"If ever there was a Dartmoor of a place for a boy collier, that was Drifft y Parc. It had been opened by a small company with very little resources and less financial backing, by people who had sought to make a quick fortune in the industry. Conditions here were primitive to say the least, and the memories of the slavery we boys endured at Parc y Drifft have left deep scars on our souls. It was enough to break a youngster's heart, and it must be remembered that colliers in those days were not as careful or as kind to the lads in their care as the colliers of today". [29 January 1953]

If the period Amanwy spent at school was of short duration, he took advantage of the opportunity to acquaint himself with the leaders of the local community, in the chapel and at his home in Betws. It was at yr Efail that the idealistic young men of the district met to discuss the controversial issues of the day, and William Griffiths the blacksmith was himself a keen debater on political and religious matters. As his son, James Griffiths recalled many years later:

"The smithy, was of course, the village parliament, where the local politicians gathered and argued about religion and politics, and the parish council and more distant institutions. My father ruled his parliament with the same iron grip with which he held the colliers' tools. He was a dissenter (Annibynwr) by denomination and a Radical in politics. His heroes were Gladstone, Tom Ellis and David Lloyd George – in that order. The village parliamentarians were sustained by the two radical weeklies Llais Llafur [Labour's Voice] and Tarian y Gweithiwr [The Workers' Shield]. One of the backbenchers would read the editorials to the 'House' and then the debate would continue until the last tool had been tempered and the 'House' stood adjourned. I cannot recall a single division taking place in my time – the smith would sum up and that was that."

The custom of tramping, or migrating from one coal mining district to the other was a common feature among miners of the south Wales coalfield in the second half of the nineteenth century. Having gained some experience in the comparatively small mines of the anthracite coalfield, some of the younger, single miners sought employment in the more developed collieries of Gwent and Glamorgan. And early in 1900 Amanwy together with two of his friends left the anthracite coalfield to work in the steam coal valleys of Glamorganshire and Monmouthshire, and they spent some time at Llanhiddel, Abertyleri and Abercarn. Here Amanwy became friendly with several miners who had been quarrymen in Llanberis, north Wales, but who had settled in Abertyleri during the Penrhyn Quarry Strike, and it was here too, that he became acquainted with T. Jacob Thomas ('Sarnicol') the poet and litterateur from Cardiganshire, who was his Sunday school teacher in one of the local chapels. Those were happy days' according to Amanwy. 'Regular work with a good wage in the Six Bells Colliery, and enough passion in the blood to live life to the full – though Abertyleri was hardly the place for an innocent young man from Carmarthenshire in those days'. [8 October, 1942] However, he and his companions returned to Betws within a few months when they found employment at the Pantyffynnon Colliery.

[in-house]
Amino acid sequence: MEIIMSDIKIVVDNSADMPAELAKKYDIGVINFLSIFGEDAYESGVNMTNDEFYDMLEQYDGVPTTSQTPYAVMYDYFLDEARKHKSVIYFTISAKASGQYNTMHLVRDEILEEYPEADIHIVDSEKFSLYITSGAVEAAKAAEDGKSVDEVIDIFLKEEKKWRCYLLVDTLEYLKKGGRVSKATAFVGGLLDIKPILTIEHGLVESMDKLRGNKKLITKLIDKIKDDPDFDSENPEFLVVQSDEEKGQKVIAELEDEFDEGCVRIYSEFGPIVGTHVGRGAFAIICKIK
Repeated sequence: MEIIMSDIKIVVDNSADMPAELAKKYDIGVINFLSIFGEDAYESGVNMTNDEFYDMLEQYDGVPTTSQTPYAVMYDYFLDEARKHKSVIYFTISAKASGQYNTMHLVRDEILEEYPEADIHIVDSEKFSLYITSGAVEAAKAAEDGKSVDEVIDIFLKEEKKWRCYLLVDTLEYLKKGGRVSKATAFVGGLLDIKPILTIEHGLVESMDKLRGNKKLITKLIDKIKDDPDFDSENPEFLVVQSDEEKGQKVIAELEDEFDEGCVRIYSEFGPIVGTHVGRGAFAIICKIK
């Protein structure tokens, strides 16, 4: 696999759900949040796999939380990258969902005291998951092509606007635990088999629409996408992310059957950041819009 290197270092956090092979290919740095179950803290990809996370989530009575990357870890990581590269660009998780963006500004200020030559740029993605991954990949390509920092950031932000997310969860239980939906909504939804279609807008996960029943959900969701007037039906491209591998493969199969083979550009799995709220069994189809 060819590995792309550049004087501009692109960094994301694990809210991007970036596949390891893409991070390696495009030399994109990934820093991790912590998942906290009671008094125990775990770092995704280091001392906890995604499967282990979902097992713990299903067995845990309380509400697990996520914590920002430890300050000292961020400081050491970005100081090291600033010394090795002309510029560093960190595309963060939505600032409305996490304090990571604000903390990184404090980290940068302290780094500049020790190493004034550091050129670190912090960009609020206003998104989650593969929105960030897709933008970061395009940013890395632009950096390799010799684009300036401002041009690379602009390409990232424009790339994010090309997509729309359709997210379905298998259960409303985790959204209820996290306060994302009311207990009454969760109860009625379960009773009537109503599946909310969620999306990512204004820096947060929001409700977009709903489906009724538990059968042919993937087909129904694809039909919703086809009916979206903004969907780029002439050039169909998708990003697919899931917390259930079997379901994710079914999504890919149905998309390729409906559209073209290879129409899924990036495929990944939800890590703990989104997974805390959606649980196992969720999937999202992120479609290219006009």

By this time the effects of the religious revival of 1904-05 were to be felt in the mining districts of east Carmarthenshire, and Amanwy himself came under its influence, as he testified more than once. He recalled many years later how he and a small group of friends made their way to Loughor one Monday afternoon in 1904 to hear Evan Roberts, the revivalist preach:

"We had a brief chat before we entered the chapel, and we were warned by the eldest among us to keep a tight rein on our emotions lest we should make fools of ourselves in the chapel. We entered quietly and found a seat in the pew nearest the door. There seemed to be no order to the service, but no one took heed of this, and in the midst of the prayers and rejoicing, there were long periods of complete silence. We all felt a strange influence upon us and we looked at one another without uttering a single word. Then at about three o' clock, in the midst of the singing, Evan Roberts himself entered the sêt fawr. He knelt beneath the pulpit and he was soon joined by a dozen other people in quiet devotional prayer. The silence left us all in a state of awe. The evangelist then got to his feet and slowly climbed the stairs to the pulpit.
......This was our first opportunity to have a clear view of him. The only unusual feature about him were his eyes, which seemed to be full of passion. Then lifting the Bible slowly, he ran his fingers nervously over its pages and said quietly, without any emotion: Tears will flow here this afternoon, tears which we will not see, but God will see them all. Shedding tears is not a weakness but strength. If you have not wept with the Gospel, there is every reason to believe that you have not lived the Gospel. Kneel at the foot of His Cross in tears'. Several members of the congregation were now sobbing quietly, and the revivalist's eyes lit up with a strange light. He pointed his finger from pew to pew, both downstairs and on the gallery, and scores of people knelt, one after another, pleading for forgiveness. It was a strange sight, which I still find difficult to comprehend and describe – but our hearts were as heavy as lead that afternoon. We returned to Betws that evening, but we spoke but little. Our experiences were far too sacred to share even with our closest friends and family."